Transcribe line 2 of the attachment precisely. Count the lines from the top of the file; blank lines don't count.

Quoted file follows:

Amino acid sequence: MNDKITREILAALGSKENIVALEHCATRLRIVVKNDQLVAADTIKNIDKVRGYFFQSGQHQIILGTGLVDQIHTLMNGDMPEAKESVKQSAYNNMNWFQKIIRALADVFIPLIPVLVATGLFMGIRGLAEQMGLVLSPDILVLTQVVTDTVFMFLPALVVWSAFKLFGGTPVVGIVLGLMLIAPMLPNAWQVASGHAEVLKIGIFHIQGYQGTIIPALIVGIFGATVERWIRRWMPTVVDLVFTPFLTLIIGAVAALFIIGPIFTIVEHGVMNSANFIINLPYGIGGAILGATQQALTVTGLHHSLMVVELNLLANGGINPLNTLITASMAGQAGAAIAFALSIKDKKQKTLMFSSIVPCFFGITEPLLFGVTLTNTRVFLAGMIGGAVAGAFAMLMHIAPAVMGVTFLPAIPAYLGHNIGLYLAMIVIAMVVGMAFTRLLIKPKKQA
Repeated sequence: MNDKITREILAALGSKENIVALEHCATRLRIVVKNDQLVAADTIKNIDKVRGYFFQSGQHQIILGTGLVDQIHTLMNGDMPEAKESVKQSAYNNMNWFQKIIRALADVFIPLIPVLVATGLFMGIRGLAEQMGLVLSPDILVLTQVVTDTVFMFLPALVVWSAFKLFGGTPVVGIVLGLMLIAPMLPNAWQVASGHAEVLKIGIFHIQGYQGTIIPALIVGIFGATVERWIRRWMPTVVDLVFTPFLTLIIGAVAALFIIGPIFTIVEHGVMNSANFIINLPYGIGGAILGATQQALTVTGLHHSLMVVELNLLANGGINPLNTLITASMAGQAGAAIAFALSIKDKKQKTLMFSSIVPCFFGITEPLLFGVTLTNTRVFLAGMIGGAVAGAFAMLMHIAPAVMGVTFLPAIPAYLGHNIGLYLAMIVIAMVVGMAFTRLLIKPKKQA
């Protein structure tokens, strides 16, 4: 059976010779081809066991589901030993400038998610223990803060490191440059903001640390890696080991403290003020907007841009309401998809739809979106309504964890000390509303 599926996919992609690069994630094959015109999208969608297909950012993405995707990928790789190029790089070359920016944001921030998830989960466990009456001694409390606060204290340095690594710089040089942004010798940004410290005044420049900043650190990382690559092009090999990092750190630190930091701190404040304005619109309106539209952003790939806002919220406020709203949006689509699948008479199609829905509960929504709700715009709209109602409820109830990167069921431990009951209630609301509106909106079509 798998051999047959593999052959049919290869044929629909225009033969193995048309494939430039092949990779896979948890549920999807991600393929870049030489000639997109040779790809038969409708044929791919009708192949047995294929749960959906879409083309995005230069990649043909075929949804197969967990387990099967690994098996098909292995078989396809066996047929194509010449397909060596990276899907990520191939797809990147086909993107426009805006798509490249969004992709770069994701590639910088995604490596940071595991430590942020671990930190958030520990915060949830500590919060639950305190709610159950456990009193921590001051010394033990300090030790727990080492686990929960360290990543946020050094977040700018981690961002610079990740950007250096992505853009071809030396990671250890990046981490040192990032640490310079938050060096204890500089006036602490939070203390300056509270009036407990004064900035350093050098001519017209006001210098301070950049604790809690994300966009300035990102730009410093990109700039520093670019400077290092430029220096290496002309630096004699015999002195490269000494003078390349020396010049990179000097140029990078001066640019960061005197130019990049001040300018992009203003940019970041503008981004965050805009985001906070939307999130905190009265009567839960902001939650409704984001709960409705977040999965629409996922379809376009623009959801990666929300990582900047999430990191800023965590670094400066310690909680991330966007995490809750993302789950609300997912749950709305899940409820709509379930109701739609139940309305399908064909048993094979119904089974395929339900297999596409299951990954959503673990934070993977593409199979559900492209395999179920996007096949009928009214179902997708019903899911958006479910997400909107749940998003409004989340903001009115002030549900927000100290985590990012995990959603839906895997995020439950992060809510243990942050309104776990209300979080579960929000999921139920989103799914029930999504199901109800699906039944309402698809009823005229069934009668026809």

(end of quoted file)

Repeated sequence: MNDKITREILAALGSKENIVALEHCATRLRIVVKNDQLVAADTIKNIDKVRGYFFQSGQHQIILGTGLVDQIHTLMNGDMPEAKESVKQSAYNNMNWFQKIIRALADVFIPLIPVLVATGLFMGIRGLAEQMGLVLSPDILVLTQVVTDTVFMFLPALVVWSAFKLFGGTPVVGIVLGLMLIAPMLPNAWQVASGHAEVLKIGIFHIQGYQGTIIPALIVGIFGATVERWIRRWMPTVVDLVFTPFLTLIIGAVAALFIIGPIFTIVEHGVMNSANFIINLPYGIGGAILGATQQALTVTGLHHSLMVVELNLLANGGINPLNTLITASMAGQAGAAIAFALSIKDKKQKTLMFSSIVPCFFGITEPLLFGVTLTNTRVFLAGMIGGAVAGAFAMLMHIAPAVMGVTFLPAIPAYLGHNIGLYLAMIVIAMVVGMAFTRLLIKPKKQA